Feature

Vaxcards: Empowering children through vaccination


Morgan Liotta


19/10/2018 2:53:21 PM

An innovative new program is designed to promote childhood vaccination and disease education.

Vaxcards are collectable cards featuring characters representing each disease on the vaccination schedule.
Vaxcards are collectable cards featuring characters representing each disease on the vaccination schedule.

Talk to most parents who take their children to be vaccinated and they will be familiar with the anxiety of anticipation – usually in the case of both the child and parent.
 
Calming an anxious child with a lollipop or sticker can be a good distraction from the pain of the needle, but Dr Dan Epstein believes he has a better solution.
 
In 2016, the Victorian general practice registrar started Vaxcards, a collectible card game that acts as education and reward. It follows the vaccination schedule for children, who can collect character cards belonging to the diseases against which they are being vaccinated.
 
‘The aim is that children can learn about the diseases, as well as be rewarded with something to take home and play with,’ Dr Epstein told newsGP.
 
The idea for Vaxcards came about during Dr Epstein’s time as a hospital doctor, having the conversation with parents and kids about vaccine hesitancy.
 
‘I recognised that the [vaccine] information was in the form of very wordy handouts and the communication wasn’t really there to engage the kid in the process in a child-centred way of informing the actual consumer,’ he said.
 
Dr Epstein also recognised the need for more of an incentive for children.
 
‘I don’t think there’s a really good reward for the kids; it’s usually a stale jellybean or a sticker,’ he said.
 
‘So this helps to provide a bit of play to engage in, and also something that’s a reward for afterwards, with the added bonus of when they take it home they can still play with it.’
 
Dr Epstein sees the collectable card game as a project that results in children being educated in a fun, ‘non-jargon and engaging way’.
 
‘I didn’t dull down any of the scientific words in the game, so just to see a kid trying to pronounce the character “meningococcal” is cool,’ he said. ‘And even if they get it wrong, the fact that they’re trying and learning is great to see kids talking about meningococcal in the playground.
 
‘The cards are designed around the symptoms of the disease – with cute but disgusting lovable characters – but in a way that reminds you of what the diseases are and can do, which is really important information not to be lost.’
 
The importance of the disease itself is a vital aspect.
 
‘Some of these diseases [on the cards] haven’t been seen for years, they are diseases that we forget about because vaccinations are so effective,’ Dr Epstein said.
 
‘But because we’ve lost sight of how terrible a disease they are, we get more concerned with the vaccination process, so it’s also my way of subtly getting back the memory of these diseases and how nasty they can be.’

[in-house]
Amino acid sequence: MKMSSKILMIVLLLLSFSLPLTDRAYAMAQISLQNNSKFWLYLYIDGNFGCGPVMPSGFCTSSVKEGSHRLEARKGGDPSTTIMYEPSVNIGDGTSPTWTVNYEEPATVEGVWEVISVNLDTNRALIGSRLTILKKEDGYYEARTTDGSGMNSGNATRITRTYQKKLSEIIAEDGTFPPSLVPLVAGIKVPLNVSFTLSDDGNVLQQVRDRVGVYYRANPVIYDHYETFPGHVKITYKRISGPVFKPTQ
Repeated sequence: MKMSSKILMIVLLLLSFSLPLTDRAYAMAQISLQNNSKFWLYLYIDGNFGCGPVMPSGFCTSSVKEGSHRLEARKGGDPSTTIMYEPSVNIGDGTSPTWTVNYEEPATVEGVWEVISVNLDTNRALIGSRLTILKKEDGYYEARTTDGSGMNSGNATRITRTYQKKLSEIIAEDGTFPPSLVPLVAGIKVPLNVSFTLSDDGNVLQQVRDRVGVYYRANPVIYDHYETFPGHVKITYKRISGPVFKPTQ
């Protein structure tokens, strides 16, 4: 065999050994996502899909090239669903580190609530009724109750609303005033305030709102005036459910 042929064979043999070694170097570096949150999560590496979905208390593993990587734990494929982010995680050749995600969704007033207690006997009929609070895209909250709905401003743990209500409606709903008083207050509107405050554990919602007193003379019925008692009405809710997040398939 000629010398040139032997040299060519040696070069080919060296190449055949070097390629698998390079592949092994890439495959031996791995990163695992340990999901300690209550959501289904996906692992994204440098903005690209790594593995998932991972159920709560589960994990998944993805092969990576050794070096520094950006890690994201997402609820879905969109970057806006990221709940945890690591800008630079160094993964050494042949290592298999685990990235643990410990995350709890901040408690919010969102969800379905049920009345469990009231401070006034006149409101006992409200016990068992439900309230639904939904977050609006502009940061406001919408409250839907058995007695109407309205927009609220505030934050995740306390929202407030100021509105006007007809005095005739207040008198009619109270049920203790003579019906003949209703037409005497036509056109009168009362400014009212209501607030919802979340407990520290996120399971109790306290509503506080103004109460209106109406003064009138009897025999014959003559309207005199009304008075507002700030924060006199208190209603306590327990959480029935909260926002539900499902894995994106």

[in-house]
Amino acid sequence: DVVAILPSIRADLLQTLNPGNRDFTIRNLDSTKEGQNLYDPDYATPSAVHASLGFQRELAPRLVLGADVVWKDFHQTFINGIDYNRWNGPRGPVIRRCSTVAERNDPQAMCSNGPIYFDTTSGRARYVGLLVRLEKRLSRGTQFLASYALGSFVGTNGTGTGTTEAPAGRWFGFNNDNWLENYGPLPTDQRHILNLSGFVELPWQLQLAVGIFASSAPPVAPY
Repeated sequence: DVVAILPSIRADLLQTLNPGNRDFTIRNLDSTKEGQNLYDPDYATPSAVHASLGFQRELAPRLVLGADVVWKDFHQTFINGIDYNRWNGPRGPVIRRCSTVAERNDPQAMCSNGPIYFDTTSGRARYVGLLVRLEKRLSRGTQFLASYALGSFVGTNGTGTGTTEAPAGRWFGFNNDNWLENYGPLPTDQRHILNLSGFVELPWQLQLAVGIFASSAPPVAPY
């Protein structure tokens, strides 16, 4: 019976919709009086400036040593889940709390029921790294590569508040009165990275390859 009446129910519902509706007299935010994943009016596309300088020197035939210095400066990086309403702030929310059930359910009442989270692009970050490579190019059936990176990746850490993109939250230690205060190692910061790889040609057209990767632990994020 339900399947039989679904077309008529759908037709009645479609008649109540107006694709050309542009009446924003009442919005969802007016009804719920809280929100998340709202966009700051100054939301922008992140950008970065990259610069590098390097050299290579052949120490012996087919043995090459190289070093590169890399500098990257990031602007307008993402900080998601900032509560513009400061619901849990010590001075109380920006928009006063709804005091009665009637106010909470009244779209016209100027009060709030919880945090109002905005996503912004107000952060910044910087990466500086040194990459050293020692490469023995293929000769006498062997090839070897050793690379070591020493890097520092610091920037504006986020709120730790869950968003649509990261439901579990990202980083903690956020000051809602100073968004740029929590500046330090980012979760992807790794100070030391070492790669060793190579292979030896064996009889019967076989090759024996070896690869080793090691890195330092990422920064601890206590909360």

Dan-Epstein_hero.jpgDr Dan Epstein was recently named the RACGP’s 2018 General Practice Registrar of the Year.
 
Vaxcards are cost-effective, and anyone can use them, according to Dr Epstein.
 
‘It costs not much to produce the game, and because it can address hesitancy in the consumer – the kid and parent – I think it solves the difficult problem of there not being a huge amount of education around vaccination that goes on in a clinical setting,’ he said.
 
‘It is very much, bring in the kid, get them vaccinated, send them home.
 
‘I think that is a missed opportunity [of education], but you don’t want to slow that process down.’
 
Dr Epstein’s goal is to keep momentum by promoting the game across schools, clinical settings and community hubs – anywhere vaccinations are available.
 
He estimates that at least a few thousand people are currently playing Vaxcards, and is hoping to build on this success by creating an evidence base to test the efficacy through his current PhD, which will incorporate a randomised controlled trial in a council vaccination setting, testing the effectiveness on school kids playing Vaxcards to see if their immunisation consent changes.
 
‘For anyone who thinks Vaxcards might be useful, you’ve got to give the cards to a kid and see how they interact,’ Dr Epstein said.
 
‘If it slightly increases vaccination rates or at least starts the intergenerational conversation about vaccine hesitancy and addresses it, then it’s a win–win for the kids and parents, but also for the provider as it can make that vaccination process easier.
 
‘At the end of the day, it’s about good design – designing something that is easy to have a good behaviour come out of it as the end result.
 
‘It empowers kids and I see it as a good way to harness the power of collectable card games and, at the same time, incentivise reward and educate kids about vaccination.’



childhood immunisation preventive health vaccination vaxcards





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